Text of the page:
We compared our agricultural data layer to a commonly used global open source data layer, the 2015 GFSAD30AFCE 30-m for Africa: Cropland Extent Product ( Our layer agreed with the Cropland Extent Product across 856 km2 of cropland. However, our layer demarcated 455 km2 (34.4% of the total extent) more agricultural land than was found in the 30 m Cropland Extent Product, because many small areas of subsistence farming had not been detected by this global layer. Additionally, the Cropland Extent Product contained 468 km2 (35.3% of the Cropland Extent Product) of agricultural extent not captured in our layer. Much of this was on the periphery of large continuous agricultural areas and appears inaccurately mapped by the global product.

Continual validation and improvement of database

Ongoing ground-truthing exercises by the Mara Elephant Project and other partners will improve the quality of the database over time, particularly the datasets on wire fencing in the Mara region. To do so the TerraChart app combined with a QuickCapture app (to validate fence lines and boma locations using aerial reconnaissance) are integrated into the ArcGIS online framework, and following validation both manually and using automated Python script, can be used to update the features collection database.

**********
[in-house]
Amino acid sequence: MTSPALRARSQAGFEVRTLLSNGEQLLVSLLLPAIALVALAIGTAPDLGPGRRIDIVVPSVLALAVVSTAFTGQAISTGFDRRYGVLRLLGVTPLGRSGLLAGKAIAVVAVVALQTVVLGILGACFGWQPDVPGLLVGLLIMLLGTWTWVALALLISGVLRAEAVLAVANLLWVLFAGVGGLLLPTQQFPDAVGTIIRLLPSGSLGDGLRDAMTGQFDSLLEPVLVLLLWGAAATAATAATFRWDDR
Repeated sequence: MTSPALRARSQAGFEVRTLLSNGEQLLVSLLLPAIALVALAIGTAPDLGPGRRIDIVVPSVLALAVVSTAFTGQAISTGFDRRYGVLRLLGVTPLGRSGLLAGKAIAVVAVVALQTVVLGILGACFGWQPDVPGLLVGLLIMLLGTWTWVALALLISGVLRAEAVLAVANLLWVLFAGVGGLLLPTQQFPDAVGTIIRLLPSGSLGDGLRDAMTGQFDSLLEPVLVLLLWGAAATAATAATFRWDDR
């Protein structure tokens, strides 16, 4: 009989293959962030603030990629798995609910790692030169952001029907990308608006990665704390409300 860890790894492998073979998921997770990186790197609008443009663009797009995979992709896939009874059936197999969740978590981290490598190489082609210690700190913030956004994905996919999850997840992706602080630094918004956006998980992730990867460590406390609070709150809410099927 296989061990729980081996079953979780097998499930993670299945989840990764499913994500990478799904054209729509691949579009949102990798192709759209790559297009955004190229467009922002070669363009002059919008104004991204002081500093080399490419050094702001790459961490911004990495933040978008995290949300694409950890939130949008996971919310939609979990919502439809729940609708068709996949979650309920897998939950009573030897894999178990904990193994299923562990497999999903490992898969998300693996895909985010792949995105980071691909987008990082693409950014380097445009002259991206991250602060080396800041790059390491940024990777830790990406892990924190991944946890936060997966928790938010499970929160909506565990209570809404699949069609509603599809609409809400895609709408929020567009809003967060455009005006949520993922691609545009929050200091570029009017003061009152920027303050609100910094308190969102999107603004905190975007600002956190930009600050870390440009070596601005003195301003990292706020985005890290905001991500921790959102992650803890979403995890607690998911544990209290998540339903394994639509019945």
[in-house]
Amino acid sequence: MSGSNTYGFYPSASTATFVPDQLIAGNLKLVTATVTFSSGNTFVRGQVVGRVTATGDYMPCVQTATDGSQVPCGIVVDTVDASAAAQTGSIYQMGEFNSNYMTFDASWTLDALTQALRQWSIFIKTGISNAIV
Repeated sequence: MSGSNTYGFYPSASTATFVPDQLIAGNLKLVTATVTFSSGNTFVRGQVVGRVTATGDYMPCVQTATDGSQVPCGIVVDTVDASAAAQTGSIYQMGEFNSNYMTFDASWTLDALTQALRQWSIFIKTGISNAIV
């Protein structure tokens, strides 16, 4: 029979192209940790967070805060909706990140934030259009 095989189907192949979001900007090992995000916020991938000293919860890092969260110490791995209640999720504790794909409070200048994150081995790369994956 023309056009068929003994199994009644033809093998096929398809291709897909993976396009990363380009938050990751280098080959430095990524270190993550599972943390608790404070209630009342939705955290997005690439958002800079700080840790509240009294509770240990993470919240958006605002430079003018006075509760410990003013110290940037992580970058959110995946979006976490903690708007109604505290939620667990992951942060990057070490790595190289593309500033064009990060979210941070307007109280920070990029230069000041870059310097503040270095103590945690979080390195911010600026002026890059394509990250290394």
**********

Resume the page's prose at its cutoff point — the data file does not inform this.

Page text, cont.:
Additionally, any data currently held in the private domain can be easily integrated into this database, and made available to the public domain with approval. Linking these features using a parent ID allows for not only the addition of new features, but improved spatial accuracy of old features, and temporal changes to features to be captured.

This database will be continually improved over time. For example, current efforts from conservation partners in the region have resulted in large scale acquisition of high resolution, up-to-date, satellite imagery which will be further used to refine this database.

Source: Ecology -